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The state pension age for women rose to 65 to bring it into line with men and will go up to 66 by 2020, and 67 by 2028. Campaigner and investigate journalist, David Hencke, believes the DWP will be found to be acting unfairly against 1950s women. He added that Boris Johnson’s government will face “considerable pressure” to change the age or become unpopular with half of the population.
Speaking on Backto69’s YouTube page, Mr Hencke said: “They will show that these women are determined to fight and I think that they stand a good chance of the judges deciding that the DWP hasn’t been fair.
“I think it could put the Boris Johnson government under considerable pressure.
“What’s he going to do? Leave the UN convention?
“It would make him extremely unpopular with half the population.”
Backto60’s UN representative, Davina Lloyd has previously explained 1950s women were not the generation to have their pensions changed due to them being unable to work or earn a high enough salary to add to a pension.
She noted that 1950s womens’ lives have been “intolerable” by the age change.
She told Express.co.uk: “A lot of married women weren’t allowed to be educated and therefore those women had low paid jobs.
“If you’re in a low pay job in the 60s and early 70s, you were not able to pay into a pension.
“There was a bar at which anyone earning a pittance which they were couldn’t pay into the state pension.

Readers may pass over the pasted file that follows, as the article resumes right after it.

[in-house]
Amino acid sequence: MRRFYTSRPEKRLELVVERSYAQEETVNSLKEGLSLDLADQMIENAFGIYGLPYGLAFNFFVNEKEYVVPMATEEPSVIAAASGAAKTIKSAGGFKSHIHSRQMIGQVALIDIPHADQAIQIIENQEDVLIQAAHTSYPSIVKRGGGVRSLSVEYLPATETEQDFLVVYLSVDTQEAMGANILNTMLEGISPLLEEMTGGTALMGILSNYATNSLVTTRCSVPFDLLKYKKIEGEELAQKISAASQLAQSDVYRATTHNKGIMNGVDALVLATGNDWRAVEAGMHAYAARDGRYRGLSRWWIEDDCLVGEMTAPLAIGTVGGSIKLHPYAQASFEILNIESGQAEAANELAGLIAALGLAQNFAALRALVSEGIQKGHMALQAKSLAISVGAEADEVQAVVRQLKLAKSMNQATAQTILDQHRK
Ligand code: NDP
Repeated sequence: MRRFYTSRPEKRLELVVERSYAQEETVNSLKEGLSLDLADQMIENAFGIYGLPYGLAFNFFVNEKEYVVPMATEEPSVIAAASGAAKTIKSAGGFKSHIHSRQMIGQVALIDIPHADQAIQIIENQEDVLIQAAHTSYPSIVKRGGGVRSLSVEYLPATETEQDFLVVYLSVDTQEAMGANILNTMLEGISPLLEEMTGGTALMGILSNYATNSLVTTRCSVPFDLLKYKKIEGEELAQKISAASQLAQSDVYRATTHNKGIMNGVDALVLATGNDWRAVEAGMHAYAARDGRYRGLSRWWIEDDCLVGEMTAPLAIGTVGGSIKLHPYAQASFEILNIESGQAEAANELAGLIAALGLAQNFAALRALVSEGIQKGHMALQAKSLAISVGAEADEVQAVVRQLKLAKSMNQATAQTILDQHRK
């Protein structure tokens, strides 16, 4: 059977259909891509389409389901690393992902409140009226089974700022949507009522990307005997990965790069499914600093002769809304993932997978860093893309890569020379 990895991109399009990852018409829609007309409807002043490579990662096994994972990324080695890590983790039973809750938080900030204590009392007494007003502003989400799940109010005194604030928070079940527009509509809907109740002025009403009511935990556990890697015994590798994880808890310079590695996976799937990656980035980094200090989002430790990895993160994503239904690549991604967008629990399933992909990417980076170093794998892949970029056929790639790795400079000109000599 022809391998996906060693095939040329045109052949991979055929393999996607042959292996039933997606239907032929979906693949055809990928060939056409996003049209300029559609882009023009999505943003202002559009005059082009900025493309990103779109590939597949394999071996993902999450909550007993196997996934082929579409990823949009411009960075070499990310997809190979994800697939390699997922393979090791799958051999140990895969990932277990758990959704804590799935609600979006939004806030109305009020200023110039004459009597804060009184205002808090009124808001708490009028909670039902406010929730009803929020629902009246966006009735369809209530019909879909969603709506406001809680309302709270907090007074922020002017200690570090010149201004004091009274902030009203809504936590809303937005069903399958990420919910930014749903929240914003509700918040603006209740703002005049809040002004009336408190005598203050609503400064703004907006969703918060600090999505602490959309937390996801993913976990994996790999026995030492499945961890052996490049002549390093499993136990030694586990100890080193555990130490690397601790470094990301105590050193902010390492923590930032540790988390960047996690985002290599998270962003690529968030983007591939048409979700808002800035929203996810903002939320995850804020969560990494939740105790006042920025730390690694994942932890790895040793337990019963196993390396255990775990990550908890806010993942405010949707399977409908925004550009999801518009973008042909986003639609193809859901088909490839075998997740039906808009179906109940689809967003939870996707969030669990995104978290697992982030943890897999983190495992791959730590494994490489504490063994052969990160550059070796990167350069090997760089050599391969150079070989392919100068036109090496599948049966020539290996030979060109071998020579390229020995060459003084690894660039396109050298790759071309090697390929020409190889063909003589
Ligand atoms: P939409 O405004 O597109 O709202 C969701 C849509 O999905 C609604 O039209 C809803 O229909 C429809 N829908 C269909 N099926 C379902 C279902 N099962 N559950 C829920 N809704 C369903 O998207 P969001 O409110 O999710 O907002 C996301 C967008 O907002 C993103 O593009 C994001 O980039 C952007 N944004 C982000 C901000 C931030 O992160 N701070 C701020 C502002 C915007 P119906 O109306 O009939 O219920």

“If you worked part-time, you couldn’t pay into a state pension.
“If you had children and you stayed at home to care for them or you cared for elderly parents, you were not given pension credits so you couldn’t build up a pension.
“Every single thing that’s now been put right more or less, all subsequent generations were denied to this particular group of women.
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“The impact assessment would have said, ‘we’re changing the wrong group of women because this is going to make their lives intolerable’ and it has.”
It comes as older savers have been resisting temptations to dip into their pensions during the coronavirus lockdown, figures from insurers suggest.
In April, queries from customers about their pension fell by nearly a third (31.9 percent) compared with April 2019, according to the Association of British Insurers (ABI).
The number of people withdrawing all their pension in one lump sum fell by 30.2 percent and the number of people drawing down their pension as a flexible income fell by more than two-fifths (42.2 percent).
The ABI said it expects pension withdrawal rates to increase as the lockdown eases, due to pent-up demand being released as people had previously put plans on hold, and as the financial need increases as the furlough scheme unwinds.
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